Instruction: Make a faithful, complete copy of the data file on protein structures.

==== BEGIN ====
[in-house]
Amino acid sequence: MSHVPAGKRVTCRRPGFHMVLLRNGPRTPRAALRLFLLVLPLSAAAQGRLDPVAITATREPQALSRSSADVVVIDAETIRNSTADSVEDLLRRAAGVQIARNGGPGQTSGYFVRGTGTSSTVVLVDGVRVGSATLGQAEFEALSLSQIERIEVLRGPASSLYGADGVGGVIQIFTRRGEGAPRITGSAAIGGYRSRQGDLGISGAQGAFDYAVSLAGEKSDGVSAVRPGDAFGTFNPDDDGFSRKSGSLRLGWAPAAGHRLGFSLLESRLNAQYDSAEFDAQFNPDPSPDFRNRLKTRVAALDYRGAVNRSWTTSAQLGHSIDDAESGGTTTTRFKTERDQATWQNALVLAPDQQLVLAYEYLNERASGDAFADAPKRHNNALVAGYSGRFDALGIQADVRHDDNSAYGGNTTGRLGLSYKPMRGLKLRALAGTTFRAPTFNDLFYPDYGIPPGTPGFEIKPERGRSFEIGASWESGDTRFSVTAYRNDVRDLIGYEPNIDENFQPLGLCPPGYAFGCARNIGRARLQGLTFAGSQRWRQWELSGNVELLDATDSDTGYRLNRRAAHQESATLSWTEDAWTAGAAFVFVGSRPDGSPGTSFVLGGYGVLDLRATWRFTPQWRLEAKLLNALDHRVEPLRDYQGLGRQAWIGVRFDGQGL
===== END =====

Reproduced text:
[in-house]
Amino acid sequence: MSHVPAGKRVTCRRPGFHMVLLRNGPRTPRAALRLFLLVLPLSAAAQGRLDPVAITATREPQALSRSSADVVVIDAETIRNSTADSVEDLLRRAAGVQIARNGGPGQTSGYFVRGTGTSSTVVLVDGVRVGSATLGQAEFEALSLSQIERIEVLRGPASSLYGADGVGGVIQIFTRRGEGAPRITGSAAIGGYRSRQGDLGISGAQGAFDYAVSLAGEKSDGVSAVRPGDAFGTFNPDDDGFSRKSGSLRLGWAPAAGHRLGFSLLESRLNAQYDSAEFDAQFNPDPSPDFRNRLKTRVAALDYRGAVNRSWTTSAQLGHSIDDAESGGTTTTRFKTERDQATWQNALVLAPDQQLVLAYEYLNERASGDAFADAPKRHNNALVAGYSGRFDALGIQADVRHDDNSAYGGNTTGRLGLSYKPMRGLKLRALAGTTFRAPTFNDLFYPDYGIPPGTPGFEIKPERGRSFEIGASWESGDTRFSVTAYRNDVRDLIGYEPNIDENFQPLGLCPPGYAFGCARNIGRARLQGLTFAGSQRWRQWELSGNVELLDATDSDTGYRLNRRAAHQESATLSWTEDAWTAGAAFVFVGSRPDGSPGTSFVLGGYGVLDLRATWRFTPQWRLEAKLLNALDHRVEPLRDYQGLGRQAWIGVRFDGQGL